Due to that and the forced uses of fiat money you end up in a situation so that you cannot use gold to buy goods or services, neither in physical shops neither online.

Gold usefulness TODAY is not that great.

And even worse, even if you could use gold on shops, with current prices it's too valuable to be useful. Will you buy bread with a coin the size of a microchip? you'll need tweezers and very good aim!
Even with silver that is starting to be difficult.

AND gold CAN'T, by definition, be used online directly. You will most likely need to use gold-tickets or promises in paper or in digital form while the gold is deposited somewhere that it will not move around too often (it would be too expensive). That is you need to trust a company/bank, pay them a rent for the gold monthly, etc.

Bitcoin, on the other hand, has obvious advantages over fiat money and is more practical for many of todays uses that gold. Its strengths shine most on online trade and the ones to be worried are, as I said, Visa, Paypal and other current fiat money based online payment services.

Is bitcoin a bubble?
Well I can tell you what I believe its going to happen.
The current price, "bubble" or not, can't keep on going up like this. Sooner than later it will collapse violently, there is no question of that.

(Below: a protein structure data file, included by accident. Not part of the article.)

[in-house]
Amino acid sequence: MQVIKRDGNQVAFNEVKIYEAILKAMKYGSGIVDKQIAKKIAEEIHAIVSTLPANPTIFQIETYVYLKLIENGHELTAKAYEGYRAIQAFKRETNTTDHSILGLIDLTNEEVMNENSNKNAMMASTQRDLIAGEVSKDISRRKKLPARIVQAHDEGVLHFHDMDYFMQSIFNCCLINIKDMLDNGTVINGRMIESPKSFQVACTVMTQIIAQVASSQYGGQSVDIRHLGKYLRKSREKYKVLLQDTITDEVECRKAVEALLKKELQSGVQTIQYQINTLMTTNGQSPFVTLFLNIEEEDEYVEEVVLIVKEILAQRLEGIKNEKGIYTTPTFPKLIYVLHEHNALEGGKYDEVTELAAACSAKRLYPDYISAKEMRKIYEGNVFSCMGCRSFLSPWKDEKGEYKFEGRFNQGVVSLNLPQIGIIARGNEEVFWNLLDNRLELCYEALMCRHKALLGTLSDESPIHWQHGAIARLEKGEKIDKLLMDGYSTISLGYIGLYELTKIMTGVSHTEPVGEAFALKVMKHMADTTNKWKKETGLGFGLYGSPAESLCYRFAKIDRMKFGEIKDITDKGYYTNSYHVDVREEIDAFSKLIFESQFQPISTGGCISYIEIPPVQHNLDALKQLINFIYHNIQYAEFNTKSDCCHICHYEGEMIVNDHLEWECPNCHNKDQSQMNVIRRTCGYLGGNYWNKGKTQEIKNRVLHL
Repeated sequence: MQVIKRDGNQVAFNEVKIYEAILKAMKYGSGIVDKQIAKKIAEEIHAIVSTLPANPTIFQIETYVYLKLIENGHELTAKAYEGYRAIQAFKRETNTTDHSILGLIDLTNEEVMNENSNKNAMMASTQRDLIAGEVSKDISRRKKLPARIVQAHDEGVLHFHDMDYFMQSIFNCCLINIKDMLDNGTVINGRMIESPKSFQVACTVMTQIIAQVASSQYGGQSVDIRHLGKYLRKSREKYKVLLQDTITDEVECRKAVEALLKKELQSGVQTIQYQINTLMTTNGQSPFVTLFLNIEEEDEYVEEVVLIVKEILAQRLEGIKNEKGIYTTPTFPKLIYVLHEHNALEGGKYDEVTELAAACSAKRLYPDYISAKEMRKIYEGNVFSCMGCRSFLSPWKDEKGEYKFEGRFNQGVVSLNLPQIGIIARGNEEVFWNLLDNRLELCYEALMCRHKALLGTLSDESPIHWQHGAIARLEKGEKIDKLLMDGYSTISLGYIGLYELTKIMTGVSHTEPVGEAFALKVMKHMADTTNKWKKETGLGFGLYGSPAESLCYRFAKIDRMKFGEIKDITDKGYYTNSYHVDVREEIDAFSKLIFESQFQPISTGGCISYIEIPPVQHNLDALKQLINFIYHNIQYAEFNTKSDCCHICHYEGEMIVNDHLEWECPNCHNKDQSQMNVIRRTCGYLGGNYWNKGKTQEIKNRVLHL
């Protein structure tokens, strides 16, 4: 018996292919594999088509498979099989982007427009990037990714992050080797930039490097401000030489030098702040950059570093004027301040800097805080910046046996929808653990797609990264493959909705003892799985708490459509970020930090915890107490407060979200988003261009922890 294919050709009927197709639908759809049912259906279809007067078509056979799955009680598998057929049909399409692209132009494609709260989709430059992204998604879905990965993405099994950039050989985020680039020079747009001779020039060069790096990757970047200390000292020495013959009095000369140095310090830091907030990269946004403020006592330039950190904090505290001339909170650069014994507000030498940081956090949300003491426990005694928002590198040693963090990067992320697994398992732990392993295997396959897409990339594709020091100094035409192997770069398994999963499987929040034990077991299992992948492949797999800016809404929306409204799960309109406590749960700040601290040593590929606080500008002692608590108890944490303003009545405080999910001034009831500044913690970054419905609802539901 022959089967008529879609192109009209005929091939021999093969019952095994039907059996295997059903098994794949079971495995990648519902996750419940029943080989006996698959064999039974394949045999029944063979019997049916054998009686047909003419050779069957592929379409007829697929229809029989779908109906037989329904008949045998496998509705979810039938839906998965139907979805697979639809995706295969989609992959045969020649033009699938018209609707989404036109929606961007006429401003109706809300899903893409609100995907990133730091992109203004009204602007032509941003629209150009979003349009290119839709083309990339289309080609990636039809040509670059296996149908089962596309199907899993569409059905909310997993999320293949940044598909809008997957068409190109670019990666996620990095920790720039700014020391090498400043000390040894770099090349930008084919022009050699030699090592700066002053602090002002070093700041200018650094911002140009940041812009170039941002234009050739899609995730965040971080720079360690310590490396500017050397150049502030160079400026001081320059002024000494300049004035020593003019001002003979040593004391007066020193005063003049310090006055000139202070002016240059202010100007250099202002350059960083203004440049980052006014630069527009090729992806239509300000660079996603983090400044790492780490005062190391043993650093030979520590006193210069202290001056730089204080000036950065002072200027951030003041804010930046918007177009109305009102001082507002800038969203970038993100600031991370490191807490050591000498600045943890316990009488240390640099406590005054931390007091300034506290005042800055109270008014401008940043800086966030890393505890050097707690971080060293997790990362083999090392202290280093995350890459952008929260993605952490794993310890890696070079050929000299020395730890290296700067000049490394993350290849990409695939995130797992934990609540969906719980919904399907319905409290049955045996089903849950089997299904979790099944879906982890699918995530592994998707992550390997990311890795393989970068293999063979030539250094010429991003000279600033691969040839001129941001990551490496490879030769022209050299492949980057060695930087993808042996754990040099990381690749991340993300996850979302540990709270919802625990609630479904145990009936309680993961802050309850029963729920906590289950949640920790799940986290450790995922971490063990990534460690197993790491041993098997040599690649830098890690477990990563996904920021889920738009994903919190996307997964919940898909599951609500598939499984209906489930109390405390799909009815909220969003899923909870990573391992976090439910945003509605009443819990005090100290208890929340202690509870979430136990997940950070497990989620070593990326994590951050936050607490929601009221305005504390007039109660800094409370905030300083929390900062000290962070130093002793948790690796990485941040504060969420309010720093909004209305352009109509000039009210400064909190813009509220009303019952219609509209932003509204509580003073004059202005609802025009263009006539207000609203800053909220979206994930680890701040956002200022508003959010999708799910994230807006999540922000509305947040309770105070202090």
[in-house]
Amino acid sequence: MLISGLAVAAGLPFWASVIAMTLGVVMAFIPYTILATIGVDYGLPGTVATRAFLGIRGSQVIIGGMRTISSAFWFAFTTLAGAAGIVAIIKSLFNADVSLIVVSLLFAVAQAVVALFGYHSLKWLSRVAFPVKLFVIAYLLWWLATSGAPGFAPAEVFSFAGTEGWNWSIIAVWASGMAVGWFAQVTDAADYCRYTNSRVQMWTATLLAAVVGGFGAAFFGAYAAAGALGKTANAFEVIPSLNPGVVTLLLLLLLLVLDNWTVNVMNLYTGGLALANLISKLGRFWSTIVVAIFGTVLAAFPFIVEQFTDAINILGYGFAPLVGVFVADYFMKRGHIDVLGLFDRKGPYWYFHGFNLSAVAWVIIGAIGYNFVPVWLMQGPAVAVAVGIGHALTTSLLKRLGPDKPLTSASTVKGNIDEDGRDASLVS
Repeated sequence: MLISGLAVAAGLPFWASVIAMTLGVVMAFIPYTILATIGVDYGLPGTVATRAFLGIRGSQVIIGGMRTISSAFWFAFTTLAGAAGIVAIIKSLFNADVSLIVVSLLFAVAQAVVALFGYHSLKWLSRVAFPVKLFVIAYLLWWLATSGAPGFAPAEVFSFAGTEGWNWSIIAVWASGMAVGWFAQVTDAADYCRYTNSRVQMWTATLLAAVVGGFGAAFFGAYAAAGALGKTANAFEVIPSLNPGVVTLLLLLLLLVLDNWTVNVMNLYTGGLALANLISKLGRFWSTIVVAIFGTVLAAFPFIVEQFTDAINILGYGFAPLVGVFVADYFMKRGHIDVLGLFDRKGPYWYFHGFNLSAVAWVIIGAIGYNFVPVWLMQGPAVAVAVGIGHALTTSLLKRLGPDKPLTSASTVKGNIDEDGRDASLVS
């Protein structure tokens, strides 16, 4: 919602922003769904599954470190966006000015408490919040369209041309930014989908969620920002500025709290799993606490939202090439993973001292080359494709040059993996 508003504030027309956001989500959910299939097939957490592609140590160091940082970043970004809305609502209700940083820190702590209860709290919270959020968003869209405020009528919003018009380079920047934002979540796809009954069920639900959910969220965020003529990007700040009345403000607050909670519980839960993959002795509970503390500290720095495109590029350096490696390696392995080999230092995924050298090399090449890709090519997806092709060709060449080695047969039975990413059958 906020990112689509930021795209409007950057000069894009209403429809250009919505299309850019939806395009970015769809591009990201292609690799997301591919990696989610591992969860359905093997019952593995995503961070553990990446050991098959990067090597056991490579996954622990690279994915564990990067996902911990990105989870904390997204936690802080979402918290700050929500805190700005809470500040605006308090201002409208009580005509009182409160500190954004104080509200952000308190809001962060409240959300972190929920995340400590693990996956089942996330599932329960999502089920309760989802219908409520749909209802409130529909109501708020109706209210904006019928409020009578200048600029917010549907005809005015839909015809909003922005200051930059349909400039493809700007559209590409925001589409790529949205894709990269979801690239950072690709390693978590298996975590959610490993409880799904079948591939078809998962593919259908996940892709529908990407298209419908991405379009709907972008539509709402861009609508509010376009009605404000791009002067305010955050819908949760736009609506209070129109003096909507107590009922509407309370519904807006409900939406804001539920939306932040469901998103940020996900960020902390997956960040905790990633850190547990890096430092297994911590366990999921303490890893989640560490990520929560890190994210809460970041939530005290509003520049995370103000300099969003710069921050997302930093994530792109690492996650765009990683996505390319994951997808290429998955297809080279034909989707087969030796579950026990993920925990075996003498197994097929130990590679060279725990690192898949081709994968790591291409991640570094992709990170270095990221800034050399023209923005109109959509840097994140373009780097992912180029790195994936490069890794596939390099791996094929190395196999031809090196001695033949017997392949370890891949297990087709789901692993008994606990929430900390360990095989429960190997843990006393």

The real question is, how deep will it collapse? will it drop to zero?
I don't think so, whatever naysayers say, bitcoin solves real problems and it is useful per se, there will be always people behind it for some types of transactions.
I bet it won't go even below last peak price on 2011, or it won't stay so low for too long.
Yes, many people will get nervous and lose lots of money and flee to never come back. But many other will stay, cause bitcoin is useful.

Bitcoin current volatility is for sure not a good thing.

But the only thing that I think could kill-off bitcoin for good is an alternative cryptocurrency with better properties like, for instance, having decentralized instant payments confirmed in seconds, having a way to represent personal debts and webs of trusts and move them around, etc.



Idioteque
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April 09, 2013, 10:23:59 AM
 #3

I recently skimmed /r/austrian_economics for bitcoin, and surprising to me, the majority seemed to have negative views on bitcoin.
I've always thought that with Hayek being a big supporter of competing currencies, Austrians would love bitcoin. Especially with articles like this.

About the mises article:
I am sceptical about the authors understanding of bitcoin (connecting bitcoin to its forks/disputing the anonymity of tor). He doesn't seem to be well-informed about the technology behind it.
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April 09, 2013, 11:45:02 AM
 #4

The person in the video you linked to says Bitcoins aren't useful because you can't do anything but trade them and because of this they're not valuable.  Hard to imagine a real "Austrian Economist" making such a comment. 

Every major currency used in the world has this same feature - being useless beyond its ability to facilitate trade. The ability to facilitate trade in and of itself is a valuable service.  Anyone who disagrees is more than welcome to send all of their bitcoin and fiat currency my way.  Wink